A Stela from Piedras Negras

By: J. A. M.

Originally Published in 1934

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THERE are now shown in the Middle American Hall four monumental stelae from Pied.ras Negras, one of the results of the Eldridge R. Johnson Expeditions to this ruined city of the Maya ‘Old Empire’ in Peten, Guatemala. Three of these, Stelae 14, 40 and 12, arc exhibited together on a dais at the eastern end of the hall where, their light limestone forms contrasting strongly with the black wall background, they make a striking appearance as one enters the hall. Stela 13, of smaller size, stands to one side, off the dais. Four other stelae were sent to the National Museum in Guatemala City in accord with the contract with the Guatemalan Government.

Stela depicting the Corn God dropping a corn kernel
Plate IX — Stela 40 from Piedras Negras, Guatemala
Image Number: 19364

These monuments are dated to the exact day in the Maya calendar, and their dates indicate that a stela was erected at the close of each five-year period, apparently to mark the passage of this space of time.

Stela 12, probably the most artistic large Maya monument known, was described in the Bulletin for June, 1933.

Stela 40, the largest Maya monument in the Museum [Plate IX], stands in the center of the group on the dais. Unlike all the others, it was not found by the discoverer of the city, Teobert Maler, in 1899, hut was unknown until 1921 when it was unearthed by an expedition of the Carnegie Institution consisting of Drs. S. G. Morley and Oliver G. Ricketson, Jr. It was the largest well-preserved monument at the city, and probably as large as any erected there. It was in two pieces when found; if it had been unbroken, the task of transporting it might have been beyond the power of the simple mechanical appliances available to the Museum’s expedition. As it was, the handling of the larger half, which weighs about three tons, taxed the abilities of the staff. The raft on which the great boxes were carried through the last rapid on the river tipped dangerously, but the rivermen were quick and watchful, jumped to the other side of the raft and saved the great stone from loss in the deep water.

The original height of this stela was fifteen feet, eight inches. In order to place it in the Maya Hall, twenty-six inches of the uncarved base that was set in the ground had to be removed, so that at present it appears practically as it did in situ. This lower piece has been preserved and can easily be replaced if and when the monument is moved to another place with more clearance. The original weight of the stela was about five and one-half tons, the present weight as exhibited about five tons.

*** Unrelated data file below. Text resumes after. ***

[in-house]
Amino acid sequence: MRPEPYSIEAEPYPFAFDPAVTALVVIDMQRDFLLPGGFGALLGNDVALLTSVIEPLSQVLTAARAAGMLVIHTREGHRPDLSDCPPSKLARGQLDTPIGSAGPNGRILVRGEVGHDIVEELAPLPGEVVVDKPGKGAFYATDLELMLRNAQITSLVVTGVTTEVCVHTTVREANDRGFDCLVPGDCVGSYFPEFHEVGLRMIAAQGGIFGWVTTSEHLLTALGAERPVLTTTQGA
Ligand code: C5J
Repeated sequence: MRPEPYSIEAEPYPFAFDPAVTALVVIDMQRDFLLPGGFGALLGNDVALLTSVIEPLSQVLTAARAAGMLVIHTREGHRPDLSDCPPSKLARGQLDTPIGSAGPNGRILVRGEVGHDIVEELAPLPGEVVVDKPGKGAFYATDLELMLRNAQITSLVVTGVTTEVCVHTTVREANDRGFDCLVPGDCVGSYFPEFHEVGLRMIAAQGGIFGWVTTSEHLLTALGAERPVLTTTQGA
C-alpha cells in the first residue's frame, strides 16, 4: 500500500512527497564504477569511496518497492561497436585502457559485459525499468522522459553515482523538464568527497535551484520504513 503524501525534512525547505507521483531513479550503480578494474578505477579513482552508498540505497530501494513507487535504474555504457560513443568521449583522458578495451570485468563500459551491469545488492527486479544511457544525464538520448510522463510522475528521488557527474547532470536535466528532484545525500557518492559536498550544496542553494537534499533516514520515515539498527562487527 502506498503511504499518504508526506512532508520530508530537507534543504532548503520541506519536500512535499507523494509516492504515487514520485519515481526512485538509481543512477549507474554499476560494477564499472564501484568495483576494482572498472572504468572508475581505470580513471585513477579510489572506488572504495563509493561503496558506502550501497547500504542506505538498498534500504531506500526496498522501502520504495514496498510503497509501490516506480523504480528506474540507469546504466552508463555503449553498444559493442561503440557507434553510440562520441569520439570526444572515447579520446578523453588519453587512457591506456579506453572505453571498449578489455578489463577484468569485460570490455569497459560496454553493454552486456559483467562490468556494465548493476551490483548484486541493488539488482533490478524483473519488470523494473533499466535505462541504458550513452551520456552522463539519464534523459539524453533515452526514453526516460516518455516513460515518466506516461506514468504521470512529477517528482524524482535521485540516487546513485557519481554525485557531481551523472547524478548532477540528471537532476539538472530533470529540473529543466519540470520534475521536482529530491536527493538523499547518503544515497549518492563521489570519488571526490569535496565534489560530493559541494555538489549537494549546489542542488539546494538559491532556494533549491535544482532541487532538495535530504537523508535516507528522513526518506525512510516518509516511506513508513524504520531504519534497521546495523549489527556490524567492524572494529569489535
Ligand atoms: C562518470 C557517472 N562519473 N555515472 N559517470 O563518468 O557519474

The task of quarrying, transporting, erecting and carving such a great block of stone were noteworthy feats for primitive people. Of their methods of handling the monuments we know nothing, but as no piece of metal has been found in the ‘Old Maya Empire’ it is universally believed that these people were ignorant of copper and bronze, as well as of iron and steel, and that the sculptures were carved with tools of stone and abrasives such as sand, together with endless time and patience.

The decoration of Stela 40 is much simpler and more reserved than those of the other three stelae. The principal element, near the top, shows a human figure who probably represents the Corn God, though possibly a priest or noble. He wears a great headdress like a bishop’s mitre, and fastened to his back is a human head shown in profile. This is probably a mask of some type, not an actual severed head. With his right hand he drops grains of corn, and in the left he holds a bag which presumably contains more corn. At the base is a large human head shown in profile. The nature of this is uncertain, but it probably represents some deity, and the fact that the corn drops upon this head suggests that it may represent some concept such as the Earth Goddess. The head bears a serpent head-dress. The apparent fleurs-de-lis at the left margin probably represent the leaves of the corn plant.

The date of this monument, in the Maya calendar, as given by the glyphs on the side edges, shows that it is the earliest of the four stelae in the Museum. The correlation of the Maya calendar with ours is still a moot question, but the settlement of this problem now apparently lies with one or the other of two schools of thought, each of which proposes a day-for-day correlation. According to one, the date is June 5, A. D. 746, according to the other, the year is A. D. 486.


Cite This Article

M., J. A.. "A Stela from Piedras Negras." Museum Bulletin V, no. 2 (March, 1934): 53-57. Accessed July 15, 2024. https://www.penn.museum/sites/bulletin/1391/

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